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Humans have been ingesting mind-altering substances for thousands of years. Hallucinogenic plants have been used for religious rituals to induce states of detachment from reality and precipitate “visions” thought to provide supernatural access higher power in the spirit world. More recently, people use hallucinogenic drugs for more social or recreational purposes, including to have fun, and cope with stress, or to enter into a more enlightened state of being. An example of a hallucinogenic substance is LSD. LSD is commonly known as "acid," but its scientific name lysergic acid diethylamide. The drug was first synthesized from a chemical called ergotamine in 1938 by Albert Hofmann, a chemist working for Sandoz Pharmaceutical. LSD was popularized in the 1960s by individuals such as psychologist Timothy Leary, who encouraged American students to “turn on, tune in, and drop out.” This created an entire counterculture of drug abuse and spread the drug from America to the United Kingdom and the rest of Europe. Use of LSD declined in the 1980s but picked up again in the 1990s. For a few years after 1998 LSD had become more widely used at dance clubs and all-night raves by older teens and young adults. Use dropped significantly since early 2000’s.1
Use and Abuse of Hallucinogens
Hallucinogens can be found in some plants and mushrooms (or their extracts) or can be man-made, and they are commonly divided into two broad categories: classic hallucinogens and dissociative drugs. Hallucinogens and dissociative drugs— which have street names like acid, angel dust, and vitamin K—distort the way a user perceives time, motion, colors, sounds, and self. These drugs can disrupt a person’s ability to think and communicate rationally, or even to recognize reality, sometimes resulting in bizarre or dangerous behavior. Hallucinogens such as LSD and psilocybin cause emotions to swing wildly and real-world sensations to appear unreal, sometimes frightening. Dissociative drugs like PCP, ketamine, DXM, and Salvia divinorum may make a user feel out of control and disconnected from their body and environment.2,3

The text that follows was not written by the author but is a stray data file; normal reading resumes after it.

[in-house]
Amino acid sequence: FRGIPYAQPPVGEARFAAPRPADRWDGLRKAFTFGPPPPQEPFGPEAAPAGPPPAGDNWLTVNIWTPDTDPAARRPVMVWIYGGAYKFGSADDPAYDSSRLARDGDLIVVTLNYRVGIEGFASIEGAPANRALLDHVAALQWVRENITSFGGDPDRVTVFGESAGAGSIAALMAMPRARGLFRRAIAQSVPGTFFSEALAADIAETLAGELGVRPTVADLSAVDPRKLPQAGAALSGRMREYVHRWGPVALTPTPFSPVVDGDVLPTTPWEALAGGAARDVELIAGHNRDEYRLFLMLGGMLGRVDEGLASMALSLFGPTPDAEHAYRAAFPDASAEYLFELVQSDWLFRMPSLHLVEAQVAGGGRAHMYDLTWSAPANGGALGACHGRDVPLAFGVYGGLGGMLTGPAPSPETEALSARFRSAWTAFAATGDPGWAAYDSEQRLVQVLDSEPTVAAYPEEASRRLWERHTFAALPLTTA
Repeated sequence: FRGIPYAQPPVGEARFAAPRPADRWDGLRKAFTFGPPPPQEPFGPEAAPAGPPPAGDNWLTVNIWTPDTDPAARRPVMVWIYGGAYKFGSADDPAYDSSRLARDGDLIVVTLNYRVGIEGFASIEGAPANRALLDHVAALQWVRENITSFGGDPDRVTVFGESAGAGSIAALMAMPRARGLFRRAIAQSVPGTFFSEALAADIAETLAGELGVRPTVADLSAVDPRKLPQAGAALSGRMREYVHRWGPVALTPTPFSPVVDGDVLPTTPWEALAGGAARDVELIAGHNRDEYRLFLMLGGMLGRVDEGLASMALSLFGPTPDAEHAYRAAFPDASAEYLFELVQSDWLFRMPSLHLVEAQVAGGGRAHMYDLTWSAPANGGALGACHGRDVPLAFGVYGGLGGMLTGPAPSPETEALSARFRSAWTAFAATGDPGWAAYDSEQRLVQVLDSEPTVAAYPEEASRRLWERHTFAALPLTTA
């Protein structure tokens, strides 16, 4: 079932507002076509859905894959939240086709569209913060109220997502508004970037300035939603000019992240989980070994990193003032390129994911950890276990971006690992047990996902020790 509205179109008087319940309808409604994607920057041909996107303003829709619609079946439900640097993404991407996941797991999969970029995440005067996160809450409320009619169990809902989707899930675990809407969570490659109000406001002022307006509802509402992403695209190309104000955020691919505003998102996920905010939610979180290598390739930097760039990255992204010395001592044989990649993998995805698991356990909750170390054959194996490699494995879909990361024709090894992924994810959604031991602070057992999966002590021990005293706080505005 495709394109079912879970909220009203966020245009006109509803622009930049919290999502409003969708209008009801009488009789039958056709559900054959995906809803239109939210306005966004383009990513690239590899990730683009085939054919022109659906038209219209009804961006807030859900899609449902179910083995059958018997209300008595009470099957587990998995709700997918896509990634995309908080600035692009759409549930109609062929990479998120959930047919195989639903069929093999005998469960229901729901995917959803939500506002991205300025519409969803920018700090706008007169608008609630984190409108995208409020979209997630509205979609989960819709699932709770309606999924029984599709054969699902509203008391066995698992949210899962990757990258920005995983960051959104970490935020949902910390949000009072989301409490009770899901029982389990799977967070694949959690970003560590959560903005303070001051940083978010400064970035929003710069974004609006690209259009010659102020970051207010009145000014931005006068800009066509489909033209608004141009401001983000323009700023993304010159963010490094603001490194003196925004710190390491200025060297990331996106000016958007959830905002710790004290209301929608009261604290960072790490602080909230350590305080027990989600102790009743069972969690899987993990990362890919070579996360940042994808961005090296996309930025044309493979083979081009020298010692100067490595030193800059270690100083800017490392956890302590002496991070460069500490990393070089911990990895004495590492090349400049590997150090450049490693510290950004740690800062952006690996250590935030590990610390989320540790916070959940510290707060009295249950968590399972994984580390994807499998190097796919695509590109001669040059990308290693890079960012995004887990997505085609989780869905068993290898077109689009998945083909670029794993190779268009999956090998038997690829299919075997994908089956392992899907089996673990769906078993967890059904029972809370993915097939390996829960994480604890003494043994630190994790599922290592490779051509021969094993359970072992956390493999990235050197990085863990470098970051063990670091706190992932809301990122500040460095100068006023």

Short-Term General Effects of Hallucinogens
• Hallucinations, including seeing, hearing, touching, or smelling things in a distorted way or perceiving things that do not exist
• Intensified feelings and sensory experiences (brighter colors, sharper sounds)
• Mixed senses (“seeing” sounds or “hearing” colors)
• Changes in sense or perception of time (time goes by slowly)
• Increased energy and heart rate
Long-Term Effects of Hallucinogens
• Visual disturbances
• Disorganized thinking
• Paranoia • Mood disturbances
Hallucinogen Persisting Perception Disorder (HPPD)
• Other visual disturbances (such as seeing halos or trails attached to moving objects)
• Symptoms sometimes mistaken for neurological disorders (such as stroke or brain tumor)
How Do Hallucinogens Work?
Classic hallucinogens are thought to produce their perception-altering effects by acting on neural circuits in the brain that use the neurotransmitter serotonin. Specifically, some of their most prominent effects occur in the prefrontal cortex—an area involved in mood, cognition, and perception—as well as other regions important in regulating arousal and physiological responses to stress and panic.
How Do Dissociative Drugs Work?
Laboratory studies suggest that dissociative drugs, including PCP, ketamine, and DXM, cause their effects by disrupting the actions of the brain chemical glutamate at certain types of receptors—called N-methyl-D-aspartate (NMDA) receptors—on nerve cells throughout the brain. Glutamate plays a major role in cognition (including learning and memory), emotion, and the perception of pain (the latter via activation of pain-regulating cells outside of the brain). PCP also alters the actions of dopamine, a neurotransmitter responsible for the euphoria and “rush” associated with many abused drugs. Salvia divinorum works differently. While classified as a dissociative drug, salvia causes its effects by activating a specific type of opioid receptor (the kappa opioid receptor) on nerve cells. These receptors differ from those activated by the more commonly known opioids such as heroin and morphine.3
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